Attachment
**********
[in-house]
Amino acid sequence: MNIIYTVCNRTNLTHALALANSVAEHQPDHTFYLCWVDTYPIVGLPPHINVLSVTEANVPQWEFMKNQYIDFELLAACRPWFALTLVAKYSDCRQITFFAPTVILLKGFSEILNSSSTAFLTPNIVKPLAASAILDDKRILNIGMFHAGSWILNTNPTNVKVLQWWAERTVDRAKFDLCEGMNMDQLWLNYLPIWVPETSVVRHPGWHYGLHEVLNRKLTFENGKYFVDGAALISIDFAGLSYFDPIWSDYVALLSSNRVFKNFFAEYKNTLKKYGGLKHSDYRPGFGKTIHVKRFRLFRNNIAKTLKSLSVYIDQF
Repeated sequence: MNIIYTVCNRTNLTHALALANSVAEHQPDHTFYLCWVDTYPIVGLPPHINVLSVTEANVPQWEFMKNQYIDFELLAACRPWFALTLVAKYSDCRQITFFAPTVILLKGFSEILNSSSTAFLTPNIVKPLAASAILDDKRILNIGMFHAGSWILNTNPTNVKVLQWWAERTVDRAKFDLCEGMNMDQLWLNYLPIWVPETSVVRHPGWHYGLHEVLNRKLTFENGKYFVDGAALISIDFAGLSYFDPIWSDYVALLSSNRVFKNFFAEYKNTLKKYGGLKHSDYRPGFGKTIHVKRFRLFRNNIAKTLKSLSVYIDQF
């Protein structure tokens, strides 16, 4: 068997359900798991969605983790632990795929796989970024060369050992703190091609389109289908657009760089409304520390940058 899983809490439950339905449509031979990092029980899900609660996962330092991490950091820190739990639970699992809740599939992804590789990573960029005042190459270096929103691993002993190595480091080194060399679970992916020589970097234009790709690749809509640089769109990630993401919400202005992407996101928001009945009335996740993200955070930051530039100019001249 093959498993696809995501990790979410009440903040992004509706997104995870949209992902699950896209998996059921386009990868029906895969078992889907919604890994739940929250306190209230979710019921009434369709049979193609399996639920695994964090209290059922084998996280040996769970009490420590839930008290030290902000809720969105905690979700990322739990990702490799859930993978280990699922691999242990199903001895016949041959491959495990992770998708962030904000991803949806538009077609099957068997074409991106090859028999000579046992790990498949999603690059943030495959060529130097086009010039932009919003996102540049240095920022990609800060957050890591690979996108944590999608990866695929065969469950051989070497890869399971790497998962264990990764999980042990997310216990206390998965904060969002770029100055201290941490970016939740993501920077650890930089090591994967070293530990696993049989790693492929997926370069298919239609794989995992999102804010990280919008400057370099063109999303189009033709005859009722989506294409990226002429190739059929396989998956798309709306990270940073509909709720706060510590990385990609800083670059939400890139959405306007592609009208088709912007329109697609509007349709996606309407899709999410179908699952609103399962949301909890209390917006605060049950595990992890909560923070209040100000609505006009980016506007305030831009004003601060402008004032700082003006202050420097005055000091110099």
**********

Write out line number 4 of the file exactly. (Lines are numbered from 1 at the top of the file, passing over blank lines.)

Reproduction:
């Protein structure tokens, strides 16, 4: 068997359900798991969605983790632990795929796989970024060369050992703190091609389109289908657009760089409304520390940058 899983809490439950339905449509031979990092029980899900609660996962330092991490950091820190739990639970699992809740599939992804590789990573960029005042190459270096929103691993002993190595480091080194060399679970992916020589970097234009790709690749809509640089769109990630993401919400202005992407996101928001009945009335996740993200955070930051530039100019001249 093959498993696809995501990790979410009440903040992004509706997104995870949209992902699950896209998996059921386009990868029906895969078992889907919604890994739940929250306190209230979710019921009434369709049979193609399996639920695994964090209290059922084998996280040996769970009490420590839930008290030290902000809720969105905690979700990322739990990702490799859930993978280990699922691999242990199903001895016949041959491959495990992770998708962030904000991803949806538009077609099957068997074409991106090859028999000579046992790990498949999603690059943030495959060529130097086009010039932009919003996102540049240095920022990609800060957050890591690979996108944590999608990866695929065969469950051989070497890869399971790497998962264990990764999980042990997310216990206390998965904060969002770029100055201290941490970016939740993501920077650890930089090591994967070293530990696993049989790693492929997926370069298919239609794989995992999102804010990280919008400057370099063109999303189009033709005859009722989506294409990226002429190739059929396989998956798309709306990270940073509909709720706060510590990385990609800083670059939400890139959405306007592609009208088709912007329109697609509007349709996606309407899709999410179908699952609103399962949301909890209390917006605060049950595990992890909560923070209040100000609505006009980016506007305030831009004003601060402008004032700082003006202050420097005055000091110099």